Some thoughts

Reading Patterns of World History: Since 1750. On p789 it is asked:
Why did the industrial movement begin in Britain? Why not, say, in China in the Song or Ming period? Why in the eighteenth century? Why in such areas as textiles, iron, mining, and transport?"
The sort of answer that does not seem acceptable to a historian, but which I nonetheless think should hold some weight, is that it comes down to the contributions of key players in the industrial period. I am certainly interested in pursuing this question by looking at how the stage was set. How, so many factors came together in just the right proportion in order to create a climate where the ideas of such key players were fostered instead of neglected. But I cannot draw my attention away from those key players and the way they lived. Perhaps my early foray with the history of science has led me to this, because there it seems very plausible indeed that breakthroughs in science, or natural philosophy as it was called at the time, was almost like a torch being handed from player to player: from Copernicus to Galileo, from Maxwell to Einstein, etc.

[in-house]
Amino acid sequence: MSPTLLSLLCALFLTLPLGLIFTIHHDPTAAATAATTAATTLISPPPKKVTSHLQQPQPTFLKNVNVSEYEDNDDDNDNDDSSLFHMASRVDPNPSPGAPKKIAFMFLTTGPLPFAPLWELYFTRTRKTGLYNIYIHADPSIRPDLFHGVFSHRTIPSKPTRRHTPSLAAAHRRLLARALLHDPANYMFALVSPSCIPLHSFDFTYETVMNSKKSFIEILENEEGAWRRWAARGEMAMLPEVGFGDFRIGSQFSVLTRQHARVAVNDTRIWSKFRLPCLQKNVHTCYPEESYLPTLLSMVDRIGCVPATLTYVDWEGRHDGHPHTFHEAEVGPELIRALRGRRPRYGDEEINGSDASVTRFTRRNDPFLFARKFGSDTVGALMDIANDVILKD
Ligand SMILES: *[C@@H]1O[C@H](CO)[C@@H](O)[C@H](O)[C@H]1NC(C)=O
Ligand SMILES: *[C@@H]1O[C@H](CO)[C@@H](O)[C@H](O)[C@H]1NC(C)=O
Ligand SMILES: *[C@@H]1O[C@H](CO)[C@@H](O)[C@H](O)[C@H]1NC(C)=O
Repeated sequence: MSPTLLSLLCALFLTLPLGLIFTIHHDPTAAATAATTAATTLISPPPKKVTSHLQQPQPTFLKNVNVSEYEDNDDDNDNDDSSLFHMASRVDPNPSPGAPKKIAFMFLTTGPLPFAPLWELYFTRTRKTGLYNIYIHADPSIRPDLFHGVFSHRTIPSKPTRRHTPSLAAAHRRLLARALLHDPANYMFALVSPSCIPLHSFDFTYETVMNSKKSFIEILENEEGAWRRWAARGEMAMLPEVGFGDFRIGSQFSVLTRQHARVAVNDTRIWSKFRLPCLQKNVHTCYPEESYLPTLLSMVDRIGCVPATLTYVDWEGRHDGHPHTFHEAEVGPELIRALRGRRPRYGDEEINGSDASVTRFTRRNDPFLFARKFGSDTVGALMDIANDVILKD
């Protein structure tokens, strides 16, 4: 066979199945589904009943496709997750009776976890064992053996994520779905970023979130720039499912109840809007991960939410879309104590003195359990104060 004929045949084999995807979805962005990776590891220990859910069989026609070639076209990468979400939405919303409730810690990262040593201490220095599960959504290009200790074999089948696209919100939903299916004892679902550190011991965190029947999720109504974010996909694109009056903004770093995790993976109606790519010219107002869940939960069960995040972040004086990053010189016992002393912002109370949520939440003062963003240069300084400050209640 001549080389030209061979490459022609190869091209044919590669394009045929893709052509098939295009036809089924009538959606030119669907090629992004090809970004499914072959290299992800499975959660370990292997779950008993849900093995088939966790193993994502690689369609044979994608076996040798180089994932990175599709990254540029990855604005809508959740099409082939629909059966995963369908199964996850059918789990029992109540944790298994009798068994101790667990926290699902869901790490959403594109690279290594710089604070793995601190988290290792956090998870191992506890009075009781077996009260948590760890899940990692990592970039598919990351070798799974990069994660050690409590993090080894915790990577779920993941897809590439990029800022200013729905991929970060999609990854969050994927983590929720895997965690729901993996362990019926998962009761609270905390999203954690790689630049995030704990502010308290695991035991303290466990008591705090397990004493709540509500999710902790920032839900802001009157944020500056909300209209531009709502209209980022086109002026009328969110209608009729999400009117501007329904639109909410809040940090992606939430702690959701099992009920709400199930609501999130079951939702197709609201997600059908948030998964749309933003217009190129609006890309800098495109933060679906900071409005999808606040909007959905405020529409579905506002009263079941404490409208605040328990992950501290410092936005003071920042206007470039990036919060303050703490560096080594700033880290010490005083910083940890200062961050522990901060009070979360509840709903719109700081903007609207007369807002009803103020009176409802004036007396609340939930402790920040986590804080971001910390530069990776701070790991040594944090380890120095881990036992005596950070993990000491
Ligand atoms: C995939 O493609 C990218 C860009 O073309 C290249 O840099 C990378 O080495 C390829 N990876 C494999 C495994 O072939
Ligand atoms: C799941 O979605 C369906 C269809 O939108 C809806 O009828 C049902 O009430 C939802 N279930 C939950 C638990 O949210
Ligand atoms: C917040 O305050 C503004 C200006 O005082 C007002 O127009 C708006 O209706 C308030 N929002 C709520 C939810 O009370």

To this end it would be useful to read the biographies of these key players, much in the way that Einstein's indebtedness to Maxwell can be gleaned from a close study of his life.

A good place to start would be learning more about James Watt and his endeavors to perfect the steam engine around 1765.
Written on July 8, 2013